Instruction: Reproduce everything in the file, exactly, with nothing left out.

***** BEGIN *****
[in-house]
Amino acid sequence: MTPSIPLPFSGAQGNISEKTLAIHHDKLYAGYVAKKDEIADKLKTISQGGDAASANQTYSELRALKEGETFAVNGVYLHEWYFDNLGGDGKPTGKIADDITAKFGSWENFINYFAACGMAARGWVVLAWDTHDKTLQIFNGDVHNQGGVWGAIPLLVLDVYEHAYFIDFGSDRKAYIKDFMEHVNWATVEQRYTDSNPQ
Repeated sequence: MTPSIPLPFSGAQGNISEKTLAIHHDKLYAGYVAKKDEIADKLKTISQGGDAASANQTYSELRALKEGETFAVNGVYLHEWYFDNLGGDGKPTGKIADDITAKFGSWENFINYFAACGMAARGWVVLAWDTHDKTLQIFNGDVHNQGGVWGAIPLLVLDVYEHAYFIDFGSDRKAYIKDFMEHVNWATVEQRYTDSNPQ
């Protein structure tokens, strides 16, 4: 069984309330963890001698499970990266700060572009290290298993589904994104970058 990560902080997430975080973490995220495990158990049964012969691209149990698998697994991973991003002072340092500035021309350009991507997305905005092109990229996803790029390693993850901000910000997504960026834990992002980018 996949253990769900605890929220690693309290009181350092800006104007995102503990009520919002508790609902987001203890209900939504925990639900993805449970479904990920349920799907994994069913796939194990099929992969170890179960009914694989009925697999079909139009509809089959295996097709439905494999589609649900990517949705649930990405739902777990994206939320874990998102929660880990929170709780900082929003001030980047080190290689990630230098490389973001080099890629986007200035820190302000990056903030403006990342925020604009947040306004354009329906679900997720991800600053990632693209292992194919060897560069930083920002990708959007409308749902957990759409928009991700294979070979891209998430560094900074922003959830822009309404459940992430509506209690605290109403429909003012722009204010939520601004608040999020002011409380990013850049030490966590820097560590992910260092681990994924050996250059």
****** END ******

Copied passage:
[in-house]
Amino acid sequence: MTPSIPLPFSGAQGNISEKTLAIHHDKLYAGYVAKKDEIADKLKTISQGGDAASANQTYSELRALKEGETFAVNGVYLHEWYFDNLGGDGKPTGKIADDITAKFGSWENFINYFAACGMAARGWVVLAWDTHDKTLQIFNGDVHNQGGVWGAIPLLVLDVYEHAYFIDFGSDRKAYIKDFMEHVNWATVEQRYTDSNPQ
Repeated sequence: MTPSIPLPFSGAQGNISEKTLAIHHDKLYAGYVAKKDEIADKLKTISQGGDAASANQTYSELRALKEGETFAVNGVYLHEWYFDNLGGDGKPTGKIADDITAKFGSWENFINYFAACGMAARGWVVLAWDTHDKTLQIFNGDVHNQGGVWGAIPLLVLDVYEHAYFIDFGSDRKAYIKDFMEHVNWATVEQRYTDSNPQ
């Protein structure tokens, strides 16, 4: 069984309330963890001698499970990266700060572009290290298993589904994104970058 990560902080997430975080973490995220495990158990049964012969691209149990698998697994991973991003002072340092500035021309350009991507997305905005092109990229996803790029390693993850901000910000997504960026834990992002980018 996949253990769900605890929220690693309290009181350092800006104007995102503990009520919002508790609902987001203890209900939504925990639900993805449970479904990920349920799907994994069913796939194990099929992969170890179960009914694989009925697999079909139009509809089959295996097709439905494999589609649900990517949705649930990405739902777990994206939320874990998102929660880990929170709780900082929003001030980047080190290689990630230098490389973001080099890629986007200035820190302000990056903030403006990342925020604009947040306004354009329906679900997720991800600053990632693209292992194919060897560069930083920002990708959007409308749902957990759409928009991700294979070979891209998430560094900074922003959830822009309404459940992430509506209690605290109403429909003012722009204010939520601004608040999020002011409380990013850049030490966590820097560590992910260092681990994924050996250059």